23rd January 2015
The euro crashed to an 11-year low against the US dollar last night after the European Central Bank (ECB) announced the details of its £900 billion stimulus package.
ECB president Mario Draghi yesterday outlined plans for the quantitative easing (QE) package that is hoped to kick-start the flailing eurozone economy. The plan will see the ECB spend around £46 billion a month to buy public and private sector debt between March and September next year, a total cost of £900 billion.
The QE packaged, which is aiming to boost growth and rectify the impact of deflation in the area, hit the euro hard.
It fell below $1.15 against the US dollar – its lowest level since 2003. The pound increased to a seven-year high of 1.32.
While Draghi noted that eurozone QE may lead to a weaker euro and support higher inflation, this was not a target of the policy.
There have been concerns of hyperinflation in the eurozone, which would be exacerbated by QE, but Marino Valensise, head of global multi-asset group at Barings Asset Management, said he did not think this would happen.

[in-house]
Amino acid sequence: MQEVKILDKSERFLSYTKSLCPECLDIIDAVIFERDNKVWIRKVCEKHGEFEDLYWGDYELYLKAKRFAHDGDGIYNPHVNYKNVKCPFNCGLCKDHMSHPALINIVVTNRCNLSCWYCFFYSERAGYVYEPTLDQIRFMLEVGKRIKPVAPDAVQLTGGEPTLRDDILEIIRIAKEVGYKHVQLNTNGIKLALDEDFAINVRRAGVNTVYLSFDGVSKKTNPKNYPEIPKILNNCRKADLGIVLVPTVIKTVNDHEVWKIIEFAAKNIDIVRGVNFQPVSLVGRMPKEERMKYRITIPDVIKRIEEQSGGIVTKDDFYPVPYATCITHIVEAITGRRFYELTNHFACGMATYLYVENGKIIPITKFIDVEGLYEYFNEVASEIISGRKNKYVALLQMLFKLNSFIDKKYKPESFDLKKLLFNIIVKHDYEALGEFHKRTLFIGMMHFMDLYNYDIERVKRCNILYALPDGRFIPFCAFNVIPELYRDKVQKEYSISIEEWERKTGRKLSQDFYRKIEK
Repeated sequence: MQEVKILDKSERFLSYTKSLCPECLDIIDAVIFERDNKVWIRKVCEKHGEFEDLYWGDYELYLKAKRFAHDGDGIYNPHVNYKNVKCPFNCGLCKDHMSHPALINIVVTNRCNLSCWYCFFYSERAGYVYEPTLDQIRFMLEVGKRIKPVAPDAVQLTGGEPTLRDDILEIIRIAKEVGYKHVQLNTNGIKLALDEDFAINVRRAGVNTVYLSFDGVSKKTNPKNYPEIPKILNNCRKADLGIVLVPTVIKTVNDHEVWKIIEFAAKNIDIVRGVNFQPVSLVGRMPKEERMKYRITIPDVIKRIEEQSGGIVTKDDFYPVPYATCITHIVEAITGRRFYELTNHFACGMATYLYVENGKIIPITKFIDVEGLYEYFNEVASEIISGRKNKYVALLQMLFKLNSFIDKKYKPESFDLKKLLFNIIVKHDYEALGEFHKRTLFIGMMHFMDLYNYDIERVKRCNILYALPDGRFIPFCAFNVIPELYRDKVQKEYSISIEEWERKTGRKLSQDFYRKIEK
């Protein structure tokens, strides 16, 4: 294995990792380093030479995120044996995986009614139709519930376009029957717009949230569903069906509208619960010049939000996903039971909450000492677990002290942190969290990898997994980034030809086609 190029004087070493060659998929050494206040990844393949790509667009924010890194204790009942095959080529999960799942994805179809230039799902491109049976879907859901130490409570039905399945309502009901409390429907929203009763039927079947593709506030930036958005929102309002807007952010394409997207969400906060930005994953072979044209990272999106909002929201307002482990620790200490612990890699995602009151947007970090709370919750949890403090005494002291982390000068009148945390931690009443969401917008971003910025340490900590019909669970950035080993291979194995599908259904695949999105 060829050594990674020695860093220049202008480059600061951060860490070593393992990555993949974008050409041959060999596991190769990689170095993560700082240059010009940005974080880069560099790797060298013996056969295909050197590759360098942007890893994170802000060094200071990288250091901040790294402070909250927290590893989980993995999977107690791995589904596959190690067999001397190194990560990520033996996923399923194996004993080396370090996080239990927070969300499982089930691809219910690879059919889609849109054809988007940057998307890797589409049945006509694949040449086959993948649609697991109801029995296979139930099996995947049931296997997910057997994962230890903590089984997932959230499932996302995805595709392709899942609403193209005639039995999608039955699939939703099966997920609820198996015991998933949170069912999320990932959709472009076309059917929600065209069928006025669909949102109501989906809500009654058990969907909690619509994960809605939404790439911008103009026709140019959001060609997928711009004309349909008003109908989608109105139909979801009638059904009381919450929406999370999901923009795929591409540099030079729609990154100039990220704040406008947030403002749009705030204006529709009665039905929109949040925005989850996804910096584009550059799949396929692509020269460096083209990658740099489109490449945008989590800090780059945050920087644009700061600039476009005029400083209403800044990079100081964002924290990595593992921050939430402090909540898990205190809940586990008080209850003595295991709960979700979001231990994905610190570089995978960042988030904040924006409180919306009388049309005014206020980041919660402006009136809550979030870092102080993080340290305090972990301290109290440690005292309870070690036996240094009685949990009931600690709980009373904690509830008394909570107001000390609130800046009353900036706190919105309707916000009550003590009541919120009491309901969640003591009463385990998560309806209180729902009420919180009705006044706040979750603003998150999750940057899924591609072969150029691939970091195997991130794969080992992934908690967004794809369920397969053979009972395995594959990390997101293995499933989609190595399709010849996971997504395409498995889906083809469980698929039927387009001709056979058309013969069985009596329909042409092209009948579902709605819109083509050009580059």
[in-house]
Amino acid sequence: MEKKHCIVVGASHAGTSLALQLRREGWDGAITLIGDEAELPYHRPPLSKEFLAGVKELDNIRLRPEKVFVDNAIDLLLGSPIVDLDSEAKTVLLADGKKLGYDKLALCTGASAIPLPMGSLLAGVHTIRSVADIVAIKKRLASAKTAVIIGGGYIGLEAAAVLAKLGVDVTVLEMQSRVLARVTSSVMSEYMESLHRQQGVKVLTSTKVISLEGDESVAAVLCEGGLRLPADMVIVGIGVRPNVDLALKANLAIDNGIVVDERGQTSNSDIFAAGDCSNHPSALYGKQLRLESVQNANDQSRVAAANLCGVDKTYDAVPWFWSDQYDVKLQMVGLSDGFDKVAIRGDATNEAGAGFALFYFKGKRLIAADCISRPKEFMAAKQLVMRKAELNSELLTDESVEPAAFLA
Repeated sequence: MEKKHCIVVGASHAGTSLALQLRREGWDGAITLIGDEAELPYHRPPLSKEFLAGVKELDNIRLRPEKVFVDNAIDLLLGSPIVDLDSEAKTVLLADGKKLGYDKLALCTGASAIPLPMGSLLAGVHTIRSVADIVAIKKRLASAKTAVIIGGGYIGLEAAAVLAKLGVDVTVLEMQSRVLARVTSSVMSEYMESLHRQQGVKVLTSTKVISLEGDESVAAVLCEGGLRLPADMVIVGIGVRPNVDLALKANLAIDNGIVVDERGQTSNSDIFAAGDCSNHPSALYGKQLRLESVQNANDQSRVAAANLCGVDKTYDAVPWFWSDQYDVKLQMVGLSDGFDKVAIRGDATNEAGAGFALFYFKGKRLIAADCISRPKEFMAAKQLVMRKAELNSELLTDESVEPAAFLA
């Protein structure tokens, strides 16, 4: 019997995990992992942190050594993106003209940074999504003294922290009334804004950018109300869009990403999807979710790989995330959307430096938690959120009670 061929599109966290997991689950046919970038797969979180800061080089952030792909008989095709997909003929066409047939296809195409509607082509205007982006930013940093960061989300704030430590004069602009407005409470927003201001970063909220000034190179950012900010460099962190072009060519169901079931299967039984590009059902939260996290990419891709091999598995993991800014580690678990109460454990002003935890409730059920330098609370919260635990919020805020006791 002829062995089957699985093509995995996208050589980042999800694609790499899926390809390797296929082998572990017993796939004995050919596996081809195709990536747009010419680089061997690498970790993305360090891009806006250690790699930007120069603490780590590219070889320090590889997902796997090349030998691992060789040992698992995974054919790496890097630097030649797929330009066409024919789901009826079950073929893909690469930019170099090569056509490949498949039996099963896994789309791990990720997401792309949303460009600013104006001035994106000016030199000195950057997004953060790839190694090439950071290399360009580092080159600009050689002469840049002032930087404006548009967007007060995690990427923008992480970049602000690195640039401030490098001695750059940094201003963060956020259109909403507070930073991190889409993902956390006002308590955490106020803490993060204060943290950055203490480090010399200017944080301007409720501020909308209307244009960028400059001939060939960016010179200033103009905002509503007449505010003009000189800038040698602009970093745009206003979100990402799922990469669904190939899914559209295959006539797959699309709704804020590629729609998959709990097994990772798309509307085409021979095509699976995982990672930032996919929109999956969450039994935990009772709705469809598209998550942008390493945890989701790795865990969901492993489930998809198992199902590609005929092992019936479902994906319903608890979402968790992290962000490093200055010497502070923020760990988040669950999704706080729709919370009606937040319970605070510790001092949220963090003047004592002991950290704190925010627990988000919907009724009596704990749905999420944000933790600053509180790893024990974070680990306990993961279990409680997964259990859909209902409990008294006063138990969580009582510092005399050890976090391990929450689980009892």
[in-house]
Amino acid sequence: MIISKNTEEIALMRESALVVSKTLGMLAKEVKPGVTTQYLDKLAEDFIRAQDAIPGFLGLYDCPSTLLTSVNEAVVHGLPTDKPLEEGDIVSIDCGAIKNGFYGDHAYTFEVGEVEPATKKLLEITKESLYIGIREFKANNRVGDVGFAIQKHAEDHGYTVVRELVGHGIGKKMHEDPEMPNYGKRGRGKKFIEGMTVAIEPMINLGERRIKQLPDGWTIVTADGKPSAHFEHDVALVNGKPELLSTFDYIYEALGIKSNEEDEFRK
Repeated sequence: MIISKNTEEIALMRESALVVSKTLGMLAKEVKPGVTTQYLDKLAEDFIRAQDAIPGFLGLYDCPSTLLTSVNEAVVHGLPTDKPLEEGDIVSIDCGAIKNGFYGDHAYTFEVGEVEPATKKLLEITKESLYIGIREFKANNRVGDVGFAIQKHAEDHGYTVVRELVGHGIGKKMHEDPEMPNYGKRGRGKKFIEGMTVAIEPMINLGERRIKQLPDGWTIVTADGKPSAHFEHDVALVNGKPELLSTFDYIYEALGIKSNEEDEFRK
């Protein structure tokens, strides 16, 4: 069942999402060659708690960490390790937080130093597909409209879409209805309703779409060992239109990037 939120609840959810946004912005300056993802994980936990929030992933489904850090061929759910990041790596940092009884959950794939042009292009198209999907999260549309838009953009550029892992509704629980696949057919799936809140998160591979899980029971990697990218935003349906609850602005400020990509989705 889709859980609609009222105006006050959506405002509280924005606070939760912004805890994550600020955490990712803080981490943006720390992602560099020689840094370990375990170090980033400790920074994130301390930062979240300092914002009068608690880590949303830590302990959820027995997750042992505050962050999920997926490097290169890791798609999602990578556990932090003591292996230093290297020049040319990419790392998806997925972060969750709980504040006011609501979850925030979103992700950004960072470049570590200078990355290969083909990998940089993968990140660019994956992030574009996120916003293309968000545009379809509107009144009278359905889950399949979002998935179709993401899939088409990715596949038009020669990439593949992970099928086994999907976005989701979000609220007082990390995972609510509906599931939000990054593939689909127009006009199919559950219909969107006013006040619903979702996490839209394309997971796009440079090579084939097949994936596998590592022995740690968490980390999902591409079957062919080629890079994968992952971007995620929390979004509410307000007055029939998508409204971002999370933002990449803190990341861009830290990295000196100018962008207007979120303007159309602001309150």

‘We concur with Draghi’s sentiment that QE is unlikely to lead to hyperinflaiton. The ECB has been easing policy for years, and inflation has remained persistently low, suggesting that monetary action taken to date has not been sufficient to shock the economy into a higher growth and inflation trajectory,’ he said.
‘The experience of QE in the United States also supports this view. Whether Draghi’s QE bazooka will finally achieve this goal now remains to be seen.’